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Optimal Competition: A Benchmark for Competition Policy

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  • Boone, Jan

Abstract

This Paper introduces optimal competition: the best form of competition in an industry that a competition authority can achieve (given the information constraint that it cannot observe firms’ efficiency levels). We show that the optimal competition outcome in an industry becomes more competitive as more money is spent in the industry, as the competition authority puts less weight on producer surplus and more weight on employment. The relation between competition and entry costs is U-shaped. Finally conditions are derived under which Cournot competition is too competitive compared to the optimal competition outcome.

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Bibliographic Info

Paper provided by C.E.P.R. Discussion Papers in its series CEPR Discussion Papers with number 3766.

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Date of creation: Feb 2003
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Handle: RePEc:cpr:ceprdp:3766

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Keywords: competition; competition policy; liberalization versus regulation; objectives of competition policy;

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References

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  1. Boone, J., 2000. "Competition," Discussion Paper 2000-104, Tilburg University, Center for Economic Research.
  2. Howitt, Peter & Griffith, Rachel & Aghion, Philippe & Blundell, Richard & Bloom, Nick, 2005. "Competition and Innovation: An Inverted-U Relationship," Scholarly Articles 4481507, Harvard University Department of Economics.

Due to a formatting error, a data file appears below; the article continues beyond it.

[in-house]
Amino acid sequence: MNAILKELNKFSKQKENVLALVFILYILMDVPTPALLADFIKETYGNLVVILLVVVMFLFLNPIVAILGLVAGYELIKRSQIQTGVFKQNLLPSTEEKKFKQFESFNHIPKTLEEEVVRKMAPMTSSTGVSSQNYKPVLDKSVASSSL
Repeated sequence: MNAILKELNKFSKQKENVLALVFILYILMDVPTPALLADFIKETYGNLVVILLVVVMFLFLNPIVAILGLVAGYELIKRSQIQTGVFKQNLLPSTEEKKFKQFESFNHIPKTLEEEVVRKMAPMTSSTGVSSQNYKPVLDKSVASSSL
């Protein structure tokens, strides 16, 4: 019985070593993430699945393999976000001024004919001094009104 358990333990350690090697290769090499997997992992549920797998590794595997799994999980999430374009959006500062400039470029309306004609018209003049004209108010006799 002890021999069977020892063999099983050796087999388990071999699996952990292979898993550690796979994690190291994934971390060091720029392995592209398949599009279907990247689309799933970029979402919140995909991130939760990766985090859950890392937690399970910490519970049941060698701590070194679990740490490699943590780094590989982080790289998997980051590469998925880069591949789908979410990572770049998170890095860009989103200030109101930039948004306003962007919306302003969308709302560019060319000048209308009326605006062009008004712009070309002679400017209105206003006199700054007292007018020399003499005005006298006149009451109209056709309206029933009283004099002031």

3. Olivier Blanchard & Francesco Giavazzi, 2001. "Macroeconomic Effects of Regulation and Deregulation in Goods and Labor Markets," NBER Working Papers 8120, National Bureau of Economic Research, Inc.
  4. Bulow, Jeremy & Roberts, John, 1989. "The Simple Economics of Optimal Auctions," Journal of Political Economy, University of Chicago Press, vol. 97(5), pages 1060-90, October.
  5. Motta,Massimo, 2004. "Competition Policy," Cambridge Books, Cambridge University Press, number 9780521016919, October.
  6. Mortensen, Dale T & Pissarides, Christopher, 1999. "New Developments in Models of Search in the Labour Market," CEPR Discussion Papers 2053, C.E.P.R. Discussion Papers.
  7. Drew Fudenberg & Jean Tirole, 1991. "Game Theory," MIT Press Books, The MIT Press, edition 1, volume 1, number 0262061414.
  8. Dixit, Avinash K & Stiglitz, Joseph E, 1975. "Monopolistic Competition and Optimum Product Diversity," The Warwick Economics Research Paper Series (TWERPS) 64, University of Warwick, Department of Economics.
  9. Guesnerie, Roger & Laffont, Jean-Jacques, 1984. "A complete solution to a class of principal-agent problems with an application to the control of a self-managed firm," Journal of Public Economics, Elsevier, vol. 25(3), pages 329-369, December.
  10. N. Gregory Mankiw & Michael D. Whinston, 1986. "Free Entry and Social Inefficiency," RAND Journal of Economics, The RAND Corporation, vol. 17(1), pages 48-58, Spring.
  11. Bulow, Jeremy & Klemperer, Paul, 1996. "Auctions versus Negotiations," American Economic Review, American Economic Association, vol. 86(1), pages 180-94, March.
  12. Mark Armstrong & Simon Cowan & John Vickers, 1994. "Regulatory Reform: Economic Analysis and British Experience," MIT Press Books, The MIT Press, edition 1, volume 1, number 0262510790.
  13. Bolton, P. & Brodley, J.F. & Riordan, M.H., 1999. "Predatory Pricing: Strategic Theory and Legal Policy," Discussion Paper 1999-82, Tilburg University, Center for Economic Research.
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Cited by:
  1. Boone, J. & Ours, J.C. van & Wiel, H.P. van der, 2007. "How (Not) to Measure Competition," Discussion Paper 2007-32, Tilburg University, Center for Economic Research.
  2. Juan Luis Jiménez & Javier Campos, 2004. "Efectos de la descentralización de la política de defensa de la competencia," Documentos de trabajo conjunto ULL-ULPGC 2004-09, Facultad de Ciencias Económicas de la ULPGC.

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